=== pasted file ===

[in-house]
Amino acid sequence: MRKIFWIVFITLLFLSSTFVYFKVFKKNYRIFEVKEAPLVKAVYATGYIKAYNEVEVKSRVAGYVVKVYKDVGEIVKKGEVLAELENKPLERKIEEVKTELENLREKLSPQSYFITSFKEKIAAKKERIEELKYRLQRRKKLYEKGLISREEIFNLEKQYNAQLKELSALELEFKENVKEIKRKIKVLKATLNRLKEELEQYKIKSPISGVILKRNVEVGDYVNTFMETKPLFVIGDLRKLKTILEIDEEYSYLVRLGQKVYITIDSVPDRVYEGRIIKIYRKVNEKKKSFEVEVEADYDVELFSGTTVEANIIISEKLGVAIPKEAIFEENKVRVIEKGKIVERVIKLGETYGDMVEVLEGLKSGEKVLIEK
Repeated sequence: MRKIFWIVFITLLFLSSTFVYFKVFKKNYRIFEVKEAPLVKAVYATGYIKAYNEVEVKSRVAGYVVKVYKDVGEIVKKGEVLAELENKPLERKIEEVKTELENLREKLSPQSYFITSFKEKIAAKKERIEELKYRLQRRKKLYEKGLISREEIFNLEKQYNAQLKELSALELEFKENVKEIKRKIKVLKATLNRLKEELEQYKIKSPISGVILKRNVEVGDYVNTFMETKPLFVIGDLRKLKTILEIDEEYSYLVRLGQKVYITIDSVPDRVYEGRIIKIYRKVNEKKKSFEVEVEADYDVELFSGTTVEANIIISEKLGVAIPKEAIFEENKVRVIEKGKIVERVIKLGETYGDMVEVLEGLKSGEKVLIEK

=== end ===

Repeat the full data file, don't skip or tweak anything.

[in-house]
Amino acid sequence: MRKIFWIVFITLLFLSSTFVYFKVFKKNYRIFEVKEAPLVKAVYATGYIKAYNEVEVKSRVAGYVVKVYKDVGEIVKKGEVLAELENKPLERKIEEVKTELENLREKLSPQSYFITSFKEKIAAKKERIEELKYRLQRRKKLYEKGLISREEIFNLEKQYNAQLKELSALELEFKENVKEIKRKIKVLKATLNRLKEELEQYKIKSPISGVILKRNVEVGDYVNTFMETKPLFVIGDLRKLKTILEIDEEYSYLVRLGQKVYITIDSVPDRVYEGRIIKIYRKVNEKKKSFEVEVEADYDVELFSGTTVEANIIISEKLGVAIPKEAIFEENKVRVIEKGKIVERVIKLGETYGDMVEVLEGLKSGEKVLIEK
Repeated sequence: MRKIFWIVFITLLFLSSTFVYFKVFKKNYRIFEVKEAPLVKAVYATGYIKAYNEVEVKSRVAGYVVKVYKDVGEIVKKGEVLAELENKPLERKIEEVKTELENLREKLSPQSYFITSFKEKIAAKKERIEELKYRLQRRKKLYEKGLISREEIFNLEKQYNAQLKELSALELEFKENVKEIKRKIKVLKATLNRLKEELEQYKIKSPISGVILKRNVEVGDYVNTFMETKPLFVIGDLRKLKTILEIDEEYSYLVRLGQKVYITIDSVPDRVYEGRIIKIYRKVNEKKKSFEVEVEADYDVELFSGTTVEANIIISEKLGVAIPKEAIFEENKVRVIEKGKIVERVIKLGETYGDMVEVLEGLKSGEKVLIEK